03. Cub Brumby
Cub is the longest standing camper trailer builder in Australia and the Brumby is one of its most iconic models. Simple, strong, small and light-weight, it’s enduringly easy to set up and pack up with just enough comfort for two. It’s the best value, Aussie-made rear-fold on the market.
02. Trackabout Explorer
Cost: From $30,500
Trackabout has always made an honest, hard-working camper trailer, but its most recent models have been really innovative. The Explorer is the smallest walk-up camper on the market – a walk-up camper is one with a walkway inside the trailer body at the end of the bed, so there’s no ladder to climb into bed – thanks to its folding bed design. It’s also super quick to set up and has a patented awing arm system. In touring form it’s great for travellers who move often or those who want a lightweight off-road camper trailer. In basecamp form it’s ideal for small families.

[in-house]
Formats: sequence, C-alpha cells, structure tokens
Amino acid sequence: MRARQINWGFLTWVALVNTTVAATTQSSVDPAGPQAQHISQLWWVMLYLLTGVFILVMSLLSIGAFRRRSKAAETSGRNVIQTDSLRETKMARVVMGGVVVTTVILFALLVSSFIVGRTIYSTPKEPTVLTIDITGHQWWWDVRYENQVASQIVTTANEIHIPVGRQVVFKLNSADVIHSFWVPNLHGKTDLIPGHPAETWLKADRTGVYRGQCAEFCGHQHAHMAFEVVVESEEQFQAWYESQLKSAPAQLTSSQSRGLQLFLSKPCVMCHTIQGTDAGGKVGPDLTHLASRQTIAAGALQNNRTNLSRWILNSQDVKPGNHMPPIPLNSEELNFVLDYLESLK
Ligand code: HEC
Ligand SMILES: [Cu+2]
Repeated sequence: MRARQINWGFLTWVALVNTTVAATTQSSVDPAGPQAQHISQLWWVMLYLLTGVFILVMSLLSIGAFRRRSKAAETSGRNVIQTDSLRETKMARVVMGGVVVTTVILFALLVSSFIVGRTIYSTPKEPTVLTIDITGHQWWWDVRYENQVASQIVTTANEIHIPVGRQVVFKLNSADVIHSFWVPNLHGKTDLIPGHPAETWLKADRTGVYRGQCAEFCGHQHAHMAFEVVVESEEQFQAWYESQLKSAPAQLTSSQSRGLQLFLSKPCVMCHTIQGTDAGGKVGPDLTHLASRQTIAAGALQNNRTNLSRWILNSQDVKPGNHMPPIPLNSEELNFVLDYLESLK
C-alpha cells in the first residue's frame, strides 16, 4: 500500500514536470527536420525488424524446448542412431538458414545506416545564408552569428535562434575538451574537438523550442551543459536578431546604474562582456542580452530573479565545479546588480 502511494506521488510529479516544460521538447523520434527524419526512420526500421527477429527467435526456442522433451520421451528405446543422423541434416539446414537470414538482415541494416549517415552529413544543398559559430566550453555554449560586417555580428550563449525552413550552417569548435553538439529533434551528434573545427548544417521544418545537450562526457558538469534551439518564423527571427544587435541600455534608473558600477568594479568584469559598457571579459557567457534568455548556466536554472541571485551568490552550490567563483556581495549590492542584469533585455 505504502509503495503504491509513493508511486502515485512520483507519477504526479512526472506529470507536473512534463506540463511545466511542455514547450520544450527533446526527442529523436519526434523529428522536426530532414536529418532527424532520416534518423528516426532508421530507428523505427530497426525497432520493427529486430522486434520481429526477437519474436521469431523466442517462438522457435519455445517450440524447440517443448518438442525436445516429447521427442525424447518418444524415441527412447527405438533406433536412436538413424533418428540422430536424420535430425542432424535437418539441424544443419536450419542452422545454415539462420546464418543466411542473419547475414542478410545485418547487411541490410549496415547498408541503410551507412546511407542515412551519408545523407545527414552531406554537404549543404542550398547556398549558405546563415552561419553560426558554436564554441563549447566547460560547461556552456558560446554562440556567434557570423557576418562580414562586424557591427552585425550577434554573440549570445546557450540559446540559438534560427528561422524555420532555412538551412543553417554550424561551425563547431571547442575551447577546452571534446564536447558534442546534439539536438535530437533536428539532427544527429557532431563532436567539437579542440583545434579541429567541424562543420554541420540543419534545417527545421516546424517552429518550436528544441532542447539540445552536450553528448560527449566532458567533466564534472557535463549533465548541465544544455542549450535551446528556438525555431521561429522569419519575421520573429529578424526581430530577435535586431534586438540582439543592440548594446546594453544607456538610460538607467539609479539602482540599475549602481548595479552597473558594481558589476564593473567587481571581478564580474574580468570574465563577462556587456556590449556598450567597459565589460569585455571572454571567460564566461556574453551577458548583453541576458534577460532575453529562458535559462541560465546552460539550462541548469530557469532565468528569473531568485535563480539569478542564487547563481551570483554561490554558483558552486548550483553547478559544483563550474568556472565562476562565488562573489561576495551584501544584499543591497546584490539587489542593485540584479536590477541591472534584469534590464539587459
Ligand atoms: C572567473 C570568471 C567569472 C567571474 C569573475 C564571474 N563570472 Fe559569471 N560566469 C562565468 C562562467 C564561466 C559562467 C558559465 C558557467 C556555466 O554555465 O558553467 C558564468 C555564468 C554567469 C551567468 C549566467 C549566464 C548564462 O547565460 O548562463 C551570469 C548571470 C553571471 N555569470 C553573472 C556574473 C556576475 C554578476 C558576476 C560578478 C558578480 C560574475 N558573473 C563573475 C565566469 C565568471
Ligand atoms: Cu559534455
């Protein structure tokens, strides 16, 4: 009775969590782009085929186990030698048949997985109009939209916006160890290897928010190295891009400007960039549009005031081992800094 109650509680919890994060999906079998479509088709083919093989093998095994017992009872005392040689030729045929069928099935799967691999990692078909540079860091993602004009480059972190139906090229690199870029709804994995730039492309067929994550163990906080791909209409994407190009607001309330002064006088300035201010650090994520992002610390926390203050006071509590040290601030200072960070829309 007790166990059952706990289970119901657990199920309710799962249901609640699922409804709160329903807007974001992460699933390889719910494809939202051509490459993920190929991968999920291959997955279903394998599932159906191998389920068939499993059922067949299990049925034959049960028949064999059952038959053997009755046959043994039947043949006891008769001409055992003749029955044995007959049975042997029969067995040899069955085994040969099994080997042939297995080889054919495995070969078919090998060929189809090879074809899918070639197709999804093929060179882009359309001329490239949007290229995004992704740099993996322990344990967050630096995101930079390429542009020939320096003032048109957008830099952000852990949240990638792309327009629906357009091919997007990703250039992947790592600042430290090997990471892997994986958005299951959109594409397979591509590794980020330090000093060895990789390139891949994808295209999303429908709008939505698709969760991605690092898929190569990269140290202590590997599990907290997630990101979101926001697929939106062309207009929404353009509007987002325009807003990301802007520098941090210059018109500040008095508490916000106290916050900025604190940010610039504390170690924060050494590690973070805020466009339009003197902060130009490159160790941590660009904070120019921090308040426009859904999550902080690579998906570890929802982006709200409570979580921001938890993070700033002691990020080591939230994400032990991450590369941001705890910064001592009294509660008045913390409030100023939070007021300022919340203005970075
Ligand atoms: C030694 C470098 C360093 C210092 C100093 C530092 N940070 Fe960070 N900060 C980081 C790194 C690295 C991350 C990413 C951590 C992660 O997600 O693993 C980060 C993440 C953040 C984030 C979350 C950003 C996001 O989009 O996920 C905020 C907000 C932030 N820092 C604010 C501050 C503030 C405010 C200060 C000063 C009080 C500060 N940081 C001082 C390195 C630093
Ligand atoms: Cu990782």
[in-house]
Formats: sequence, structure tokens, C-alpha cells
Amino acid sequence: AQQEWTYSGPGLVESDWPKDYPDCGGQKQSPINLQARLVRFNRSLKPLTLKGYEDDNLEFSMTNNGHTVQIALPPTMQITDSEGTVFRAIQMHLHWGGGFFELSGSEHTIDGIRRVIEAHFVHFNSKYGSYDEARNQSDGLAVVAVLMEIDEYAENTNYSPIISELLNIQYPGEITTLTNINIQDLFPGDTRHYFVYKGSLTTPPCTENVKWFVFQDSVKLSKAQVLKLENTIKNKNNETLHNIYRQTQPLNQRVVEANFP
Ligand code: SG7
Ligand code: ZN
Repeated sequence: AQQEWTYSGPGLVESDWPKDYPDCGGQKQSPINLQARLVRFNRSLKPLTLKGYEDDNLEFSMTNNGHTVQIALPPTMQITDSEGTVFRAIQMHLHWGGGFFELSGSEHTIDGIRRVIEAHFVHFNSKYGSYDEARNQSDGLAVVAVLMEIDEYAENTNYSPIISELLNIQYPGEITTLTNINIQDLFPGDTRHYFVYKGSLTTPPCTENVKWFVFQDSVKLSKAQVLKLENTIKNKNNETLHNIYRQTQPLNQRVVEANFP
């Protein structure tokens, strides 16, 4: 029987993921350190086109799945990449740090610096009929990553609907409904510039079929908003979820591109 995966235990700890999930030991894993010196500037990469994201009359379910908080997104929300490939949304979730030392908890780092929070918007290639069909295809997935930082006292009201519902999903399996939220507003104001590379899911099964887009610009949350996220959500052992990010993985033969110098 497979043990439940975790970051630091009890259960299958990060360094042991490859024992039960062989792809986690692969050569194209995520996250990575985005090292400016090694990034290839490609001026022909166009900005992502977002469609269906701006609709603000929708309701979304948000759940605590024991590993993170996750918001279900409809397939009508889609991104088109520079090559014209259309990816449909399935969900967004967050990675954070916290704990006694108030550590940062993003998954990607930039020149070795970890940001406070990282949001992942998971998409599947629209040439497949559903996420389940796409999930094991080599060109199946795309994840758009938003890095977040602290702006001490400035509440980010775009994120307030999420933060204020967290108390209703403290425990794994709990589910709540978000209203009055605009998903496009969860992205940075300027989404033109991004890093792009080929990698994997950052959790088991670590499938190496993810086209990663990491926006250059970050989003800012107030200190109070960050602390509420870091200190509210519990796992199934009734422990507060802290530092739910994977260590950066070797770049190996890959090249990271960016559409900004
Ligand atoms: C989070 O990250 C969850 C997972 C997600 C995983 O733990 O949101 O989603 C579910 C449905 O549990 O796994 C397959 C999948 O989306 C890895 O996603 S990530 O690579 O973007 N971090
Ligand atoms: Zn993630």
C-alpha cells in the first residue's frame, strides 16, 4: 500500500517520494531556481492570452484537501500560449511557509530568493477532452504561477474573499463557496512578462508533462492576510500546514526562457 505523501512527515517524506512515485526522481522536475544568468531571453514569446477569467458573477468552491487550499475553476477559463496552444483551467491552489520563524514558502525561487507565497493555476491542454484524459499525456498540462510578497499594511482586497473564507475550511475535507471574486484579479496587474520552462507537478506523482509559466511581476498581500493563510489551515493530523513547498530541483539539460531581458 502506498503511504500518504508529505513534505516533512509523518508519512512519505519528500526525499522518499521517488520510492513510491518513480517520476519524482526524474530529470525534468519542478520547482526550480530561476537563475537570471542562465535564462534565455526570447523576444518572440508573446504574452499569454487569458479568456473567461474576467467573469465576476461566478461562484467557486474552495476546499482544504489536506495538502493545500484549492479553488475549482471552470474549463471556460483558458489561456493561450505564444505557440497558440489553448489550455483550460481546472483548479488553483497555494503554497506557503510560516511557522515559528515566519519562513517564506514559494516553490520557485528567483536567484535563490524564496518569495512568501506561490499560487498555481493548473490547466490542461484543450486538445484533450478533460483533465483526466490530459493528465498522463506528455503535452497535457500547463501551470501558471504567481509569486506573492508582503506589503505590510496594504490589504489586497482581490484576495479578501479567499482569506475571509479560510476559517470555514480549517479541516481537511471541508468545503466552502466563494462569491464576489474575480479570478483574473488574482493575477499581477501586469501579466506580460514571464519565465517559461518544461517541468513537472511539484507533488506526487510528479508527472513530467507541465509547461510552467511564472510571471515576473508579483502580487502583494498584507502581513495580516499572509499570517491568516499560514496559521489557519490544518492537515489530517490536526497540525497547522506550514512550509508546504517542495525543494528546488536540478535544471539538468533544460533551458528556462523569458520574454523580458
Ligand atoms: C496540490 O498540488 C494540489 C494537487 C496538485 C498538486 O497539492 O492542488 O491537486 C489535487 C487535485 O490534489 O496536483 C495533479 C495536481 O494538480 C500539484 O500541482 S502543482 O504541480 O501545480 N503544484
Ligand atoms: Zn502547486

01. Patriot X1
Patriot is like one of those kids at school who everyone loved and hated in equal measure because they were too good at everything.
The latest trailer, based in the top-of-the-line X1, features a hard-topped roof, soft-floor tent which sets up in an instant. I’ve used the normal soft-floor tent version, which goes up in about two minutes.
Patriots are expedition-style trailers with great storage options, an excellent kitchen and innovative features and have one a stack of awards. Perfect for anyone, because their tent options are extensive.
What do you think is the best Aussie-made camper trailer? let us know in the comments.